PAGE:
Category Integrated Buildings

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THE GREGORY BATESON BUILDING, 1977-1981

Sacramento, California

Sim Van der Ryn, State Architect

The Gregory Bateson Building was the flagship building of a series of state office projects. These buildings were intended to transform the State of California’s building administration practices. The aim was to move state agen­cies from scattered leased office spaces to more amenable workplaces the state would build to its own higher stan­dards. The Bateson Building was also part of two other programs initiated by then-Governor Jerry Brown to establish new energy performance standards and to revi­talize the state capital office area of Sacramento. It was the first of 13 buildings in what was called the Capitol Plan.

The result is a pleasing contradiction in terms: a pub­licly inviting state office building...

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Scale of Impact

A final principle of the environmental ethic concerns lim­its on the boundaries of influence that a design is obligat­ed to consider. Here too there are shades of green determined by the extent of scale. The spectrum crosses between what Norwegian ecophilosopher Arne Naess terms “shallow ecology” and “deep ecology,” designating respective degrees of local versus global concern. Local – scale thinking deals with efficiency, economy, and direct benefit to the building user over a finite project life span...

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Green Architecture

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escribed as solar, passive, ecological, sustainable, regenerative, or just plain green—environmentally aligned approaches to architecture are guided by both scientific principles and a worshipful romance with nature. Consequently, green buildings are part method, part philosophy, and part ethic.

Ethic

The 2000-2001 traveling exhibit Ten Shades of Green, curated by Peter Buchanan and designed by Tsurumaki Lewis, depicted the Ten Commandments of environmen­tal design. It included the customary variety of notable buildings by prominent architects, but those details are not the present point of this discussion. The exhibition title by itself, taken out of the context of the exemplary work it promotes, provokes a divergent idea...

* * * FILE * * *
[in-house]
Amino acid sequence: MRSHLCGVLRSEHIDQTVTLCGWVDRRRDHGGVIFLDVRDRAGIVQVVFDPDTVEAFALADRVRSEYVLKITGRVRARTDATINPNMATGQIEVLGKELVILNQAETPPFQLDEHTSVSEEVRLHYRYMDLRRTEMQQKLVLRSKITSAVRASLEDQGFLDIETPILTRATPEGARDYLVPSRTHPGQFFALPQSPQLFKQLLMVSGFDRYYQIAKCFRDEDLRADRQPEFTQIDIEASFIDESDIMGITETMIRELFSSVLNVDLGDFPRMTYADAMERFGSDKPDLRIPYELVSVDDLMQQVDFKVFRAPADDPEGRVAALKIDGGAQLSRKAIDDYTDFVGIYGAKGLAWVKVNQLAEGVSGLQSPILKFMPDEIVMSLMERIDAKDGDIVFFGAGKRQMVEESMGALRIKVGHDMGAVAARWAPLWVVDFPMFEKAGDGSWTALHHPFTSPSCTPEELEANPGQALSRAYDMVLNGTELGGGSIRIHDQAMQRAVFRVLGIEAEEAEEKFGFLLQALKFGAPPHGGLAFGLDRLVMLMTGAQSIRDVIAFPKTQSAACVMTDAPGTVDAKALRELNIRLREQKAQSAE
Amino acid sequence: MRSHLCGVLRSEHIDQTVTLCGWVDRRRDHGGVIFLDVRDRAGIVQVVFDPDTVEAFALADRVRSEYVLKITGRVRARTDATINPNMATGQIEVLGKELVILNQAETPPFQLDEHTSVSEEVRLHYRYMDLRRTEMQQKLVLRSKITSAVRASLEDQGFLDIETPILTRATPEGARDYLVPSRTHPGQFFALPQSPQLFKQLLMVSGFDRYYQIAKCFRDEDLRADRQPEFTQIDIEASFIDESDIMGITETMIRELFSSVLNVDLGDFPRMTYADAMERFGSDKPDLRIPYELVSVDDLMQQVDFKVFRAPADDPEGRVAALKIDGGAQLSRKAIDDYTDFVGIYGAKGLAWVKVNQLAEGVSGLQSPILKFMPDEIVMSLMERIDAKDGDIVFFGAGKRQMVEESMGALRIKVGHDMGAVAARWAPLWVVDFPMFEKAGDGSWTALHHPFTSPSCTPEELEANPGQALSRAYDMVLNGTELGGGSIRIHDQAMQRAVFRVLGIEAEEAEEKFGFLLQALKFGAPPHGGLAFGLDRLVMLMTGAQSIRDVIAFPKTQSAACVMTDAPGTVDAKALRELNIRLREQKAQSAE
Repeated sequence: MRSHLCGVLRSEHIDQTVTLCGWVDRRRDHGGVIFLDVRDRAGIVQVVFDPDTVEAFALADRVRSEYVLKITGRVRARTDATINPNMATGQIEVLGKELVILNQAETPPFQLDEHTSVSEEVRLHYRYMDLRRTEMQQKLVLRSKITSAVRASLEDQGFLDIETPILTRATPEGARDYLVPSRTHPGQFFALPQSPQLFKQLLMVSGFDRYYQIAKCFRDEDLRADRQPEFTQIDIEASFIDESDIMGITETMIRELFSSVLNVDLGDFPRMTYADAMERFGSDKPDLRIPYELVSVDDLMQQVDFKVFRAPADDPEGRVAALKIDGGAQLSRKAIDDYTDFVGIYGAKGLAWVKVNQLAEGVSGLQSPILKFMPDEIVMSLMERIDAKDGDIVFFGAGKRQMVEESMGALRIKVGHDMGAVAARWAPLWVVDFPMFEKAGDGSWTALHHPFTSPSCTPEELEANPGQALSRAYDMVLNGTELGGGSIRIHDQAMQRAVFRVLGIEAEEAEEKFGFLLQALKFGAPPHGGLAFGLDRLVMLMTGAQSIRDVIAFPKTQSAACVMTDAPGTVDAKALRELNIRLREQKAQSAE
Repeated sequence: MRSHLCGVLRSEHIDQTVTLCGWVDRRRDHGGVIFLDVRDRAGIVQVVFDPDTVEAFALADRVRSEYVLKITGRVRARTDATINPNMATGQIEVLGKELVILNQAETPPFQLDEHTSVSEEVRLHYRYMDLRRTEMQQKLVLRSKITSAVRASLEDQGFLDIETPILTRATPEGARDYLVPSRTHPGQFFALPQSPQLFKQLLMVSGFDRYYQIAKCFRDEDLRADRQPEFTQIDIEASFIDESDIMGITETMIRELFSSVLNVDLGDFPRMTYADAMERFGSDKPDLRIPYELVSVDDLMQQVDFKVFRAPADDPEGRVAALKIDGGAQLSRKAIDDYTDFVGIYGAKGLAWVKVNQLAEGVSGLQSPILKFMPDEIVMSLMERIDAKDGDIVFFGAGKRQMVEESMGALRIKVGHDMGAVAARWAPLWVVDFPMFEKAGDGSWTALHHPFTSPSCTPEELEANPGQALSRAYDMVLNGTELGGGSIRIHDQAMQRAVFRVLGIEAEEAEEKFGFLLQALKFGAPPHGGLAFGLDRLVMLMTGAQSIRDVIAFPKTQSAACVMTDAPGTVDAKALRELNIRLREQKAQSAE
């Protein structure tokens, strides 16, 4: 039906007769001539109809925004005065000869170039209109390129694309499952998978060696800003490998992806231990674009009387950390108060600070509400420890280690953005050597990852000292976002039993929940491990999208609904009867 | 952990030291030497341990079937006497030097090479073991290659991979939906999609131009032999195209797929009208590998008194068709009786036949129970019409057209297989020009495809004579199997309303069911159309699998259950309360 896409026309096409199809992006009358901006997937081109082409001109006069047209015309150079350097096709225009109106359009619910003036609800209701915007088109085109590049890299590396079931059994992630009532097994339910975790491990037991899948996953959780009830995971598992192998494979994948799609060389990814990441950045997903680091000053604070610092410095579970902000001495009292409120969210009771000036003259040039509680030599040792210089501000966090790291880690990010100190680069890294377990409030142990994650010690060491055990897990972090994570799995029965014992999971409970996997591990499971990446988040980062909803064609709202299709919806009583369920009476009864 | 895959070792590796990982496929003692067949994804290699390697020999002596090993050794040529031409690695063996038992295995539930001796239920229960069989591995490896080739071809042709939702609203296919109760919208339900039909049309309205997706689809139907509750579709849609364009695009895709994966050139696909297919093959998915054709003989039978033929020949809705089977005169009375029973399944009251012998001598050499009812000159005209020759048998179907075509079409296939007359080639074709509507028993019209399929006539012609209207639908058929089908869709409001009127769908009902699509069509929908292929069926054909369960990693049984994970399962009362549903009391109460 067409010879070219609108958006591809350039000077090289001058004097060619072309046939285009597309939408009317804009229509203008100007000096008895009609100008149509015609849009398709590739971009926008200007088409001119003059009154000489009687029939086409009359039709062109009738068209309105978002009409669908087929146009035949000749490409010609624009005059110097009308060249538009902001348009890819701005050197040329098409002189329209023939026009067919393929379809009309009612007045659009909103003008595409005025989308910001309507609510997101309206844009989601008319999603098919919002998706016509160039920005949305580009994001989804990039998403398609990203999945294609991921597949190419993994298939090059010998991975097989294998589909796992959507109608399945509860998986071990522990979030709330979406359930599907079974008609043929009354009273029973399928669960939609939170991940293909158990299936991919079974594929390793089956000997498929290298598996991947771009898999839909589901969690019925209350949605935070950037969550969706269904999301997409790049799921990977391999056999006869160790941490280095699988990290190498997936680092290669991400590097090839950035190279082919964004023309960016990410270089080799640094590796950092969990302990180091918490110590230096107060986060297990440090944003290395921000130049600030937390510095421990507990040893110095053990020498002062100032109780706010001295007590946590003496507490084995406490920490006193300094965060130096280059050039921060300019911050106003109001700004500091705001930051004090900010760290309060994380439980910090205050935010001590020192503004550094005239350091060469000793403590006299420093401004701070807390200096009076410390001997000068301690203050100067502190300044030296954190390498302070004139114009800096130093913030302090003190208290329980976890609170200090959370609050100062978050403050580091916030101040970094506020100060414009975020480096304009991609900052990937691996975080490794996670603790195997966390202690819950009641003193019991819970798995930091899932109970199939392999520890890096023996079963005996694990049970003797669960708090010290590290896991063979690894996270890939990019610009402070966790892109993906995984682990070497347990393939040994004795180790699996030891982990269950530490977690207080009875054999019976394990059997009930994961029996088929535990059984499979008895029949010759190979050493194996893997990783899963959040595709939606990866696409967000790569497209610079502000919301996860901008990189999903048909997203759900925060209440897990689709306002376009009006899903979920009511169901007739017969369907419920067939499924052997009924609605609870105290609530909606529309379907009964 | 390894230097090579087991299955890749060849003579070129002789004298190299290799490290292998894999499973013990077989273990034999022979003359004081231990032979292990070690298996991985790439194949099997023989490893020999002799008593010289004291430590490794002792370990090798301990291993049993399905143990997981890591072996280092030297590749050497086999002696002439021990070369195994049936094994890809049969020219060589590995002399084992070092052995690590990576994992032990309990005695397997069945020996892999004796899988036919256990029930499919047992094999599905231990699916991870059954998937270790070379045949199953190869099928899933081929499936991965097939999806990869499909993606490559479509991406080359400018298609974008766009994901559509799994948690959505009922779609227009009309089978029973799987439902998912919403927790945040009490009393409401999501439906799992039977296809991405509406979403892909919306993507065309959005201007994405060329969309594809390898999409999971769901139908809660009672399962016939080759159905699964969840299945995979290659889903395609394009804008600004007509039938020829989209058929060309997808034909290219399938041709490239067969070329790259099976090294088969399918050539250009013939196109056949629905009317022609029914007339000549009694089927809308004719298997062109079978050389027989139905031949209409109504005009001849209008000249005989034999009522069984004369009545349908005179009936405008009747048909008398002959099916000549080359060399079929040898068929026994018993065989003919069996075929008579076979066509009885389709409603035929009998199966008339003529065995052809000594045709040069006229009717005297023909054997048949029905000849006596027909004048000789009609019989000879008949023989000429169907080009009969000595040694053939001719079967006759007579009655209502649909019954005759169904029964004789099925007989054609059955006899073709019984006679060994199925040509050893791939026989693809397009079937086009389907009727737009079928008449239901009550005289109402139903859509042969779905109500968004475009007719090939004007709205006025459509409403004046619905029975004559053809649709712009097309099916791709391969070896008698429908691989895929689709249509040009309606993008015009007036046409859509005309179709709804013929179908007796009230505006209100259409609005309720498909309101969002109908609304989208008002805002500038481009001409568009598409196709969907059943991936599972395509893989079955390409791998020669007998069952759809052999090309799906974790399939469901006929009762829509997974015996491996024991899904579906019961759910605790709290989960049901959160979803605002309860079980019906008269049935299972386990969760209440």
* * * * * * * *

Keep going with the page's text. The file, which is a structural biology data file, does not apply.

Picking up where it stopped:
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Appropriate Systems

Precedent

The most fundamental roots for Foster’s design of the HSBC building are found in his own solution for the Willis Faber Dumas (WFD) headquarters of 1975 (see case study #7). Completed four years before the Hong Kong competition began, the WFD building portrays many of the ideas consistent and evolving in Foster’s work. The general notion of pushing technical possibilities to the limit in service to building occupants would be important in this instance. His standards of craft, finish, and detail would also come into play at HSBC, as would his egalitar­ian ideals concerning the workplace. One of the conceptu­al underpinnings of WFD is found in Foster’s use of a bank of escalators as a central open space in place of closed elevator cores...

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HONG KONG AND SHANGHAI BANK, 1979-1986

Hong Kong

Norman Foster & Associates

The Hong Kong and Shanghai Bank (HKSB) is a vertical banking city of eight villages suspended below double­height lobby spaces. The lowest of the lobbies is an open pedestrian mall at grade level that maintains an urban parkway leading from ferry landings to cultural centers. Inside the building a small number of express elevators run between the double-height lobby floors, with escala­tors providing quick and open circulation within each ver­tical village.

Custom prefabrication typifies the HKSB technical systems. The large scale of this project allowed for every component to be custom designed and fabricated. Construction on the small site proceeded as components were delivered and plugged directly in place...

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